Counsel then asked Tidmore why her probation officer had not violated her probation for the series of failed drug tests in August and September 2003. (TR at PAGE ID 520) The trial court sustained the prosecutor's objection to that question, and at a sidebar conference, Stepp's counsel argued that he had evidence that Tidmore was having a sexual relationship with her probation officer that summer. Counsel claimed that Tidmore traded sexual favors with the probation officer to avoid returning to jail on a probation violation. Counsel's theory was that after her probation was revoked in November, Tidmore lacked "leverage" with which to get out of jail and return to using drugs, so she made up the rape allegation in order to present herself to the police and/or her probation officer as a sympathetic victim. The prosecutor told the trial court that the probation officer in question had been disciplined (and perhaps fired), but that the proposed testimony fell within Ohio's rape shield law. The trial court initially responded that this evidence had not been brought to its attention previously, and that "if counsel knew that [he] was going into this, counsel had a duty to raise this at a rape shield hearing prior to this trial. ... There has been no motion brought before the Court as is contemplated by the rules. ... I believe [the evidence] clearly falls under rape shield, and on that basis I am going to sustain the objection." (TR at PAGE ID 523) The jury ultimately convicted Stepp on three counts of rape, and he was sentenced to an aggregate term of fifty-five years.

Stepp raised several assignments of error in his direct appeal from his conviction, including Assignment of Error III:

Trial counsel provided constitutionally ineffective assistance of counsel when he failed to raise evidence that clearly fell within the rape shield law in a pretrial motion. The trial court violated Brian Stepp's right to confrontation when it excluded relevant impeachment evidence.

Stepp argued that the excluded evidence was crucial to prove his theory that Tidmore fabricated the rape story, and its exclusion violated his right to confront Tidmore. He also argued that the trial court's remarks suggested that the court would have considered the evidence and admitted it if Stepp's counsel had timely raised the issue, which Ohio's rape shield law requires. The Ohio Court of Appeals rejected this argument. Applying the standards set forth in Strickland v. Washington, 466 U.S. 668 (1984), the Court of Appeals found that the evidence at issue would have clearly violated the rape shield law, Ohio Rev. Code 2907.02, barring evidence of specific instances of the victim's sexual activity, and that the evidence did not fall within any exception to that statutory bar. This conclusion would support a finding that his trial counsel's failure to raise the issue prior to trial did not fall below an objective standard of reasonableness.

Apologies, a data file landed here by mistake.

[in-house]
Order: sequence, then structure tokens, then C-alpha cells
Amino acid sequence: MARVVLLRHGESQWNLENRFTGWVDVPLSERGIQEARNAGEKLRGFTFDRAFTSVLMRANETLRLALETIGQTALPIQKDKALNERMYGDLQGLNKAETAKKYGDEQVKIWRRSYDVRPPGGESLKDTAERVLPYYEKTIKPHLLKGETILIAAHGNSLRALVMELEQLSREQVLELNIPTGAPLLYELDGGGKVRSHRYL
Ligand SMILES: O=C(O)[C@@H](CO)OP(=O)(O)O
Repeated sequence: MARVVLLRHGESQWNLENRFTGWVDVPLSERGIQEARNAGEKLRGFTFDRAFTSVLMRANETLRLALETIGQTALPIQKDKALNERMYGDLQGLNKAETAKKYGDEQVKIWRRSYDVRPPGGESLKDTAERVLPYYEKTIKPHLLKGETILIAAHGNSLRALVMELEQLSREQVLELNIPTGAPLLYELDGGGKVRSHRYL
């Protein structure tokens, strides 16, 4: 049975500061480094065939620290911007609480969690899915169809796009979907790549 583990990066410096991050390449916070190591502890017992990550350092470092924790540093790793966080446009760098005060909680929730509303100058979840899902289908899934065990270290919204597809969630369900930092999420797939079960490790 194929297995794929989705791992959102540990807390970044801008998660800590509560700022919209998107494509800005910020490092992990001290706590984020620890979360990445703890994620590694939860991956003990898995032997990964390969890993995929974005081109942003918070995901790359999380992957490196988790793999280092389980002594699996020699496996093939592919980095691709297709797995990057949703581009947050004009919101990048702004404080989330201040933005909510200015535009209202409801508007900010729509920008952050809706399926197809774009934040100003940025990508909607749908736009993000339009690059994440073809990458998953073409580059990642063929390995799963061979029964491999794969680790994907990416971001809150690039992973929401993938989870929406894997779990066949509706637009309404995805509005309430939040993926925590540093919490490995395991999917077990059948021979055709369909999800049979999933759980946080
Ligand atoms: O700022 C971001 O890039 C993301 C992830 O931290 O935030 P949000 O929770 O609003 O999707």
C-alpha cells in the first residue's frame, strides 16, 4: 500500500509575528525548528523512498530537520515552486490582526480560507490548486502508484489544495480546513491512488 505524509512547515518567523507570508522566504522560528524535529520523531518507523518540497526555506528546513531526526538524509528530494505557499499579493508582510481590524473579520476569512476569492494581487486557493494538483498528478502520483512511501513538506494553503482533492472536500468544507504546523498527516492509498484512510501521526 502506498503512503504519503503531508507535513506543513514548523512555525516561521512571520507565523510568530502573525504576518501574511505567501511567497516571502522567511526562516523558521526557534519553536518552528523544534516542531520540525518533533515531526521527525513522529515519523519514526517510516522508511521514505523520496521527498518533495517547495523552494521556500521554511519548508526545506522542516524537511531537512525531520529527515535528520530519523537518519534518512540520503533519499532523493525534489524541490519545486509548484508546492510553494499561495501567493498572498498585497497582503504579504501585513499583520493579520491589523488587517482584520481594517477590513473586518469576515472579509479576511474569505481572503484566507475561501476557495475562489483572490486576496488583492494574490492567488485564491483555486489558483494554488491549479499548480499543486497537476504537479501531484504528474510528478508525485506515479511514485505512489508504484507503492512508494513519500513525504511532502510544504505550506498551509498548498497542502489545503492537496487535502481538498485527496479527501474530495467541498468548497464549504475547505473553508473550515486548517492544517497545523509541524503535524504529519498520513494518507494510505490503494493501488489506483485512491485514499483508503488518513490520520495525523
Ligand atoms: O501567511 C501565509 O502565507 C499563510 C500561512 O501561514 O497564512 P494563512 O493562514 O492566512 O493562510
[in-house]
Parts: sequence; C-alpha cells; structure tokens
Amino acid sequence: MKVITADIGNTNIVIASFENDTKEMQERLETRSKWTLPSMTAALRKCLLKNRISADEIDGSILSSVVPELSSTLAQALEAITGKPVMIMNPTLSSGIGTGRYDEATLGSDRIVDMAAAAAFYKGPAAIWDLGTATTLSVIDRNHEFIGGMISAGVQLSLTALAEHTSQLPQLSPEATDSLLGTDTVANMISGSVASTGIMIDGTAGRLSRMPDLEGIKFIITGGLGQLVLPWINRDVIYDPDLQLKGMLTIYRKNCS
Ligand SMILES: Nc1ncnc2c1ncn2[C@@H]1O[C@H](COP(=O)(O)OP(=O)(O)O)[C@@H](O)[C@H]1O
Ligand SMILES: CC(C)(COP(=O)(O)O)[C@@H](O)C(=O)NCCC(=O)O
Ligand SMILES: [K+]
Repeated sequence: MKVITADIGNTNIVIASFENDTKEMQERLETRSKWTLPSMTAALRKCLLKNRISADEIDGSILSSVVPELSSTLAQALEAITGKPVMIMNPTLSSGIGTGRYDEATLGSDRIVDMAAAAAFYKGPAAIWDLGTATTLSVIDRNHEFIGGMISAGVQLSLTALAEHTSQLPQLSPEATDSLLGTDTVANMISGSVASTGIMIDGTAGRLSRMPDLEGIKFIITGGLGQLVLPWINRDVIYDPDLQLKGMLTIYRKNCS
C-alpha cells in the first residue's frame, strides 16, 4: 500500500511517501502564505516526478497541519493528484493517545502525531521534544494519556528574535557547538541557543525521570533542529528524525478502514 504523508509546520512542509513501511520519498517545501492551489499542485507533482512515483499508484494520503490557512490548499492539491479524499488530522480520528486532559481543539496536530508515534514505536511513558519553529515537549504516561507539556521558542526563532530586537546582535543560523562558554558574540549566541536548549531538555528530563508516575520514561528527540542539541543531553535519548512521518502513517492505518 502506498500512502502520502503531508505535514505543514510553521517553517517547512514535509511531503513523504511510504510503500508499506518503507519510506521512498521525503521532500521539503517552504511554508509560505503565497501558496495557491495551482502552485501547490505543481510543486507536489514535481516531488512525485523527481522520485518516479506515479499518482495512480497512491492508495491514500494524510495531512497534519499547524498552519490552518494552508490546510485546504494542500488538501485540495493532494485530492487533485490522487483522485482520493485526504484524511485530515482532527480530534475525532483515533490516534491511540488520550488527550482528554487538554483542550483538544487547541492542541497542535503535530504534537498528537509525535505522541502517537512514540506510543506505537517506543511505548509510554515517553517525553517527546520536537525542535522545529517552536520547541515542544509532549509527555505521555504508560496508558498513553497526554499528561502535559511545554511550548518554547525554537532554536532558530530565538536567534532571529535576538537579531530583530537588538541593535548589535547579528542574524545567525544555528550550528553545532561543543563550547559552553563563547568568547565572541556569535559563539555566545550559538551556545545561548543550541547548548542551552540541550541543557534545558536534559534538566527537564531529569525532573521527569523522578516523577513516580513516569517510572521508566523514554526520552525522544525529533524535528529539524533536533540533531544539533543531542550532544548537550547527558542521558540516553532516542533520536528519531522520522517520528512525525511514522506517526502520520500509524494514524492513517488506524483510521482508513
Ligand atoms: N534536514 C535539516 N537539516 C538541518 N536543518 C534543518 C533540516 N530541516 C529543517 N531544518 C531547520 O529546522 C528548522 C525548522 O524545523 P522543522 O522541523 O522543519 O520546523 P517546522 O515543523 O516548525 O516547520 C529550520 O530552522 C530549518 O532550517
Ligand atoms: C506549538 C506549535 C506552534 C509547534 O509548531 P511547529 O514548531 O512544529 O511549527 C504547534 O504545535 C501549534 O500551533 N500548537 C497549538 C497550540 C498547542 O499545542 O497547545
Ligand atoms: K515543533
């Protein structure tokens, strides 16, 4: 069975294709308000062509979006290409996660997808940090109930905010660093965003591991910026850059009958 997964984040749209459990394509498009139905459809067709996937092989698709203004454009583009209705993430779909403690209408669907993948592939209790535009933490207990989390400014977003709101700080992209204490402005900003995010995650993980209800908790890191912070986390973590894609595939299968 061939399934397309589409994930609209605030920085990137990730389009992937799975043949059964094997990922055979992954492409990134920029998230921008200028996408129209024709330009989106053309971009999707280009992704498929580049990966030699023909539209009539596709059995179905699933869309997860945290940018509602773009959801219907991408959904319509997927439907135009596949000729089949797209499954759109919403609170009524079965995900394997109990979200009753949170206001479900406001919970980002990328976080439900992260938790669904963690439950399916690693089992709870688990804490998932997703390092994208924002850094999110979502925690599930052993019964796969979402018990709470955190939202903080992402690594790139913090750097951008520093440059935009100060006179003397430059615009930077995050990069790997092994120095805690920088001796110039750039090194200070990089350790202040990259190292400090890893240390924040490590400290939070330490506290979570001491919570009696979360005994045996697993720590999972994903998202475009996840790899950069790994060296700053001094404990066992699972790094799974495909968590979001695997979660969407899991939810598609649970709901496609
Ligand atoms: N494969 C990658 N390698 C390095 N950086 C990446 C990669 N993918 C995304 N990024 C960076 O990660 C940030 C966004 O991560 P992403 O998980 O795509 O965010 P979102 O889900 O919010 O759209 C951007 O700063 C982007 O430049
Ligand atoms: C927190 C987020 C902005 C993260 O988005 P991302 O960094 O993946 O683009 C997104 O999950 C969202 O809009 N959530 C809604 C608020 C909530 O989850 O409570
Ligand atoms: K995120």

But Stepp also argued that his constitutional right to confront witnesses outweighed the interests protected by the rape shield statute. The Court of Appeals found that the trial court's characterization of the evidence as a "distinct separate incident" indicated the court's opinion that the evidence had little or no probative value. The court noted:

... the point that Stepp's trial counsel was trying to make, i.e., C.T. fabricated the allegation against Stepp to regain "control" of the situation regarding her probation after her affair with her former probation officer was revealed, was a tenuous one, at best, and therefore, it is unlikely the trial court would have found, under these circumstances, that Stepp's ...